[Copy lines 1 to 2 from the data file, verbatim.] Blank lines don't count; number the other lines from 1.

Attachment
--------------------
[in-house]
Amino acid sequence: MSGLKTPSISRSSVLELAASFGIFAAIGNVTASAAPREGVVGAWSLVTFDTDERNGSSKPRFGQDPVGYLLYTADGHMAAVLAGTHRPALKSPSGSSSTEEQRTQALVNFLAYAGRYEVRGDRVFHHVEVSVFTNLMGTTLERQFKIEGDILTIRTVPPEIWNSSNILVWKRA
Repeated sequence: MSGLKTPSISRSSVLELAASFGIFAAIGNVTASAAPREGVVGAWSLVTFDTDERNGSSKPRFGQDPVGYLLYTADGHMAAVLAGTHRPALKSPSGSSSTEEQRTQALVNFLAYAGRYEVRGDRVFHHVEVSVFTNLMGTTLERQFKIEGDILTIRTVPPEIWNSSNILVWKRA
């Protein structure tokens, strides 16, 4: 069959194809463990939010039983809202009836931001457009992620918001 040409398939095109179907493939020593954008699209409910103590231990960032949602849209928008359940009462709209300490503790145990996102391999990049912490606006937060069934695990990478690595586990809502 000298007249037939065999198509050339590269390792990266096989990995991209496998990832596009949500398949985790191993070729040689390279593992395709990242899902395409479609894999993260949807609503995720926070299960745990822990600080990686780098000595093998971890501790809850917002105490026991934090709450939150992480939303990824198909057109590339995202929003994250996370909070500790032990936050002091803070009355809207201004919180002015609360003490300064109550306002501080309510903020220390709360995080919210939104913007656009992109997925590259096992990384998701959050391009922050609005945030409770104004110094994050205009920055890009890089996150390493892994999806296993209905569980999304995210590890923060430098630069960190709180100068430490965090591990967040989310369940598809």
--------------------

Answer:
[in-house]
Amino acid sequence: MSGLKTPSISRSSVLELAASFGIFAAIGNVTASAAPREGVVGAWSLVTFDTDERNGSSKPRFGQDPVGYLLYTADGHMAAVLAGTHRPALKSPSGSSSTEEQRTQALVNFLAYAGRYEVRGDRVFHHVEVSVFTNLMGTTLERQFKIEGDILTIRTVPPEIWNSSNILVWKRA